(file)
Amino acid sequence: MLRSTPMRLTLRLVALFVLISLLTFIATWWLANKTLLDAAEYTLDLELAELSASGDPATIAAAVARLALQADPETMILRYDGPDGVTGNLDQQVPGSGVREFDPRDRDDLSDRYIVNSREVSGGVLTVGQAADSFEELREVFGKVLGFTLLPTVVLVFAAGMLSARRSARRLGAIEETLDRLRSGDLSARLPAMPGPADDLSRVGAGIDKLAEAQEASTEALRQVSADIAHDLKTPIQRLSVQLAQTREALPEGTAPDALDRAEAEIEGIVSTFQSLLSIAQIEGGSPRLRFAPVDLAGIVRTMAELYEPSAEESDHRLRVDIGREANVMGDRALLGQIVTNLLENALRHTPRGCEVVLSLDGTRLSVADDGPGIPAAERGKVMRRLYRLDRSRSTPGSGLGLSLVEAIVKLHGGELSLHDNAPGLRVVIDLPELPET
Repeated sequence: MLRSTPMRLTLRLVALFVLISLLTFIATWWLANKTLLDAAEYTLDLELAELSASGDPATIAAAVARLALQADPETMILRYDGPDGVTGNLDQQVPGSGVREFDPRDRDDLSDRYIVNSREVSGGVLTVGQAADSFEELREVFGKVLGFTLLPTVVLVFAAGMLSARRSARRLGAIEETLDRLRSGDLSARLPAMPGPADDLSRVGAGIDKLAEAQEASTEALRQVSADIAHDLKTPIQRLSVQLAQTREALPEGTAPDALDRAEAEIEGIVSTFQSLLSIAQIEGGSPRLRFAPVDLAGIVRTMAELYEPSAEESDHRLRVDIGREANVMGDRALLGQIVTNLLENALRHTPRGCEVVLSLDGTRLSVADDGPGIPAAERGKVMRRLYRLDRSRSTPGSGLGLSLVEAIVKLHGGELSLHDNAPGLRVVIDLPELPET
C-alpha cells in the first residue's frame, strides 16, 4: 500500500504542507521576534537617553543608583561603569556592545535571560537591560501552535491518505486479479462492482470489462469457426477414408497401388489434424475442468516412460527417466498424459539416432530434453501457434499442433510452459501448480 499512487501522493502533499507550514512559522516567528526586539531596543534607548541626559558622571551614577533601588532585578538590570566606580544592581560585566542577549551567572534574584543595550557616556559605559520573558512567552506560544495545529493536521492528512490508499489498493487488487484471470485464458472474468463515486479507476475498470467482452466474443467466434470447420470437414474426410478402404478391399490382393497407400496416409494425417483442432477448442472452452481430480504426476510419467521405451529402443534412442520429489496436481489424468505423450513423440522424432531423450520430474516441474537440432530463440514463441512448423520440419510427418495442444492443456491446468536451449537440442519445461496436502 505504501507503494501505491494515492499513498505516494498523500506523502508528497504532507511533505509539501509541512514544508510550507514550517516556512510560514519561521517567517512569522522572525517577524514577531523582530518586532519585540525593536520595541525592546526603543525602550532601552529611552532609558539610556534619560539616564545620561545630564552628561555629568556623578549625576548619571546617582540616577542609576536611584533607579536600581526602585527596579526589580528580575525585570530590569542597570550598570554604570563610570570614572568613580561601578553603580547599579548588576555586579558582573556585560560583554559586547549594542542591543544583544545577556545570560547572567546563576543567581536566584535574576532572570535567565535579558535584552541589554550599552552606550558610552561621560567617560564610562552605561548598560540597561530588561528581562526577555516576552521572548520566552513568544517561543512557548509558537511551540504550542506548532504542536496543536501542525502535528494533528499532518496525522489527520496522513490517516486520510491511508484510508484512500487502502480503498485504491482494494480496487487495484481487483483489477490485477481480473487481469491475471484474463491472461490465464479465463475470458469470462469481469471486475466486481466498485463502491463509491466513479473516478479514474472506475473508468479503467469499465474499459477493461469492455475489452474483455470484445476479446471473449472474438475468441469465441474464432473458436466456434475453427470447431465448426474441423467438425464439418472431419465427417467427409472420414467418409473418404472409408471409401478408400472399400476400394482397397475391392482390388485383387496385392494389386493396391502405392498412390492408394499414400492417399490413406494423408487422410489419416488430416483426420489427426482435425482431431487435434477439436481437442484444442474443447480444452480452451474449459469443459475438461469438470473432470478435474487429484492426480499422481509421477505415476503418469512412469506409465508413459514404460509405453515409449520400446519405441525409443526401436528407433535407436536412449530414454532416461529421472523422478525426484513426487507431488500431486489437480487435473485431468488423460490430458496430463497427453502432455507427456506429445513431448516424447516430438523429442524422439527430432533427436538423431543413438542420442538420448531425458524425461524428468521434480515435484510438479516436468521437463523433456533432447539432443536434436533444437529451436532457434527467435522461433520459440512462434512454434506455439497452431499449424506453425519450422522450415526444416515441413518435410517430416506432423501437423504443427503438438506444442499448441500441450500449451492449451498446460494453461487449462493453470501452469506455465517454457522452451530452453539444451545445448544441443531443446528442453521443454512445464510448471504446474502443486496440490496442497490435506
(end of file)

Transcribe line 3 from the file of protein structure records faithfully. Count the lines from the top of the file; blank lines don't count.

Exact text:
C-alpha cells in the first residue's frame, strides 16, 4: 500500500504542507521576534537617553543608583561603569556592545535571560537591560501552535491518505486479479462492482470489462469457426477414408497401388489434424475442468516412460527417466498424459539416432530434453501457434499442433510452459501448480 499512487501522493502533499507550514512559522516567528526586539531596543534607548541626559558622571551614577533601588532585578538590570566606580544592581560585566542577549551567572534574584543595550557616556559605559520573558512567552506560544495545529493536521492528512490508499489498493487488487484471470485464458472474468463515486479507476475498470467482452466474443467466434470447420470437414474426410478402404478391399490382393497407400496416409494425417483442432477448442472452452481430480504426476510419467521405451529402443534412442520429489496436481489424468505423450513423440522424432531423450520430474516441474537440432530463440514463441512448423520440419510427418495442444492443456491446468536451449537440442519445461496436502 505504501507503494501505491494515492499513498505516494498523500506523502508528497504532507511533505509539501509541512514544508510550507514550517516556512510560514519561521517567517512569522522572525517577524514577531523582530518586532519585540525593536520595541525592546526603543525602550532601552529611552532609558539610556534619560539616564545620561545630564552628561555629568556623578549625576548619571546617582540616577542609576536611584533607579536600581526602585527596579526589580528580575525585570530590569542597570550598570554604570563610570570614572568613580561601578553603580547599579548588576555586579558582573556585560560583554559586547549594542542591543544583544545577556545570560547572567546563576543567581536566584535574576532572570535567565535579558535584552541589554550599552552606550558610552561621560567617560564610562552605561548598560540597561530588561528581562526577555516576552521572548520566552513568544517561543512557548509558537511551540504550542506548532504542536496543536501542525502535528494533528499532518496525522489527520496522513490517516486520510491511508484510508484512500487502502480503498485504491482494494480496487487495484481487483483489477490485477481480473487481469491475471484474463491472461490465464479465463475470458469470462469481469471486475466486481466498485463502491463509491466513479473516478479514474472506475473508468479503467469499465474499459477493461469492455475489452474483455470484445476479446471473449472474438475468441469465441474464432473458436466456434475453427470447431465448426474441423467438425464439418472431419465427417467427409472420414467418409473418404472409408471409401478408400472399400476400394482397397475391392482390388485383387496385392494389386493396391502405392498412390492408394499414400492417399490413406494423408487422410489419416488430416483426420489427426482435425482431431487435434477439436481437442484444442474443447480444452480452451474449459469443459475438461469438470473432470478435474487429484492426480499422481509421477505415476503418469512412469506409465508413459514404460509405453515409449520400446519405441525409443526401436528407433535407436536412449530414454532416461529421472523422478525426484513426487507431488500431486489437480487435473485431468488423460490430458496430463497427453502432455507427456506429445513431448516424447516430438523429442524422439527430432533427436538423431543413438542420442538420448531425458524425461524428468521434480515435484510438479516436468521437463523433456533432447539432443536434436533444437529451436532457434527467435522461433520459440512462434512454434506455439497452431499449424506453425519450422522450415526444416515441413518435410517430416506432423501437423504443427503438438506444442499448441500441450500449451492449451498446460494453461487449462493453470501452469506455465517454457522452451530452453539444451545445448544441443531443446528442453521443454512445464510448471504446474502443486496440490496442497490435506